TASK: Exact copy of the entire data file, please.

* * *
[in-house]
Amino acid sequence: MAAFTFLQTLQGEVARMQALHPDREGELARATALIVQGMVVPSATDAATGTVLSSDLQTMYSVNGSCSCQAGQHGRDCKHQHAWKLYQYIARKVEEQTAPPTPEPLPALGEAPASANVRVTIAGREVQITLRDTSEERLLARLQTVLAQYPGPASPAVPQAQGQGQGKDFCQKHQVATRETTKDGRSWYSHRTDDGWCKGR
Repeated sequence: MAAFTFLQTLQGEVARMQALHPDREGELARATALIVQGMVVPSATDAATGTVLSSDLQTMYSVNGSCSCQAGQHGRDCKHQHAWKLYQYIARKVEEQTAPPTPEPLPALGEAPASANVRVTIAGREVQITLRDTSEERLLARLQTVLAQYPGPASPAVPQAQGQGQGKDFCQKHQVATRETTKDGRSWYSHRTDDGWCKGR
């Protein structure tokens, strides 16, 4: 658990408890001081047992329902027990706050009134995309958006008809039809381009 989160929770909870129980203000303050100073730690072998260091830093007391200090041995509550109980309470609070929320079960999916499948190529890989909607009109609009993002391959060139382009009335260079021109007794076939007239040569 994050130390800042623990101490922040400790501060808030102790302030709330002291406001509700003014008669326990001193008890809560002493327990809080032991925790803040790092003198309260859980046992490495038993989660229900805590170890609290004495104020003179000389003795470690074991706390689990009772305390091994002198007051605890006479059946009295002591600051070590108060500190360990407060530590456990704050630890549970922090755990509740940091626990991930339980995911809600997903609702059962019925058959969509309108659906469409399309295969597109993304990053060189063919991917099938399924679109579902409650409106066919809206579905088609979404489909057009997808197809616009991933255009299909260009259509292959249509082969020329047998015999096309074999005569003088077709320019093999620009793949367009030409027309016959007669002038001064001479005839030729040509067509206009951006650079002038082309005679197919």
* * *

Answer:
[in-house]
Amino acid sequence: MAAFTFLQTLQGEVARMQALHPDREGELARATALIVQGMVVPSATDAATGTVLSSDLQTMYSVNGSCSCQAGQHGRDCKHQHAWKLYQYIARKVEEQTAPPTPEPLPALGEAPASANVRVTIAGREVQITLRDTSEERLLARLQTVLAQYPGPASPAVPQAQGQGQGKDFCQKHQVATRETTKDGRSWYSHRTDDGWCKGR
Repeated sequence: MAAFTFLQTLQGEVARMQALHPDREGELARATALIVQGMVVPSATDAATGTVLSSDLQTMYSVNGSCSCQAGQHGRDCKHQHAWKLYQYIARKVEEQTAPPTPEPLPALGEAPASANVRVTIAGREVQITLRDTSEERLLARLQTVLAQYPGPASPAVPQAQGQGQGKDFCQKHQVATRETTKDGRSWYSHRTDDGWCKGR
């Protein structure tokens, strides 16, 4: 658990408890001081047992329902027990706050009134995309958006008809039809381009 989160929770909870129980203000303050100073730690072998260091830093007391200090041995509550109980309470609070929320079960999916499948190529890989909607009109609009993002391959060139382009009335260079021109007794076939007239040569 994050130390800042623990101490922040400790501060808030102790302030709330002291406001509700003014008669326990001193008890809560002493327990809080032991925790803040790092003198309260859980046992490495038993989660229900805590170890609290004495104020003179000389003795470690074991706390689990009772305390091994002198007051605890006479059946009295002591600051070590108060500190360990407060530590456990704050630890549970922090755990509740940091626990991930339980995911809600997903609702059962019925058959969509309108659906469409399309295969597109993304990053060189063919991917099938399924679109579902409650409106066919809206579905088609979404489909057009997808197809616009991933255009299909260009259509292959249509082969020329047998015999096309074999005569003088077709320019093999620009793949367009030409027309016959007669002038001064001479005839030729040509067509206009951006650079002038082309005679197919």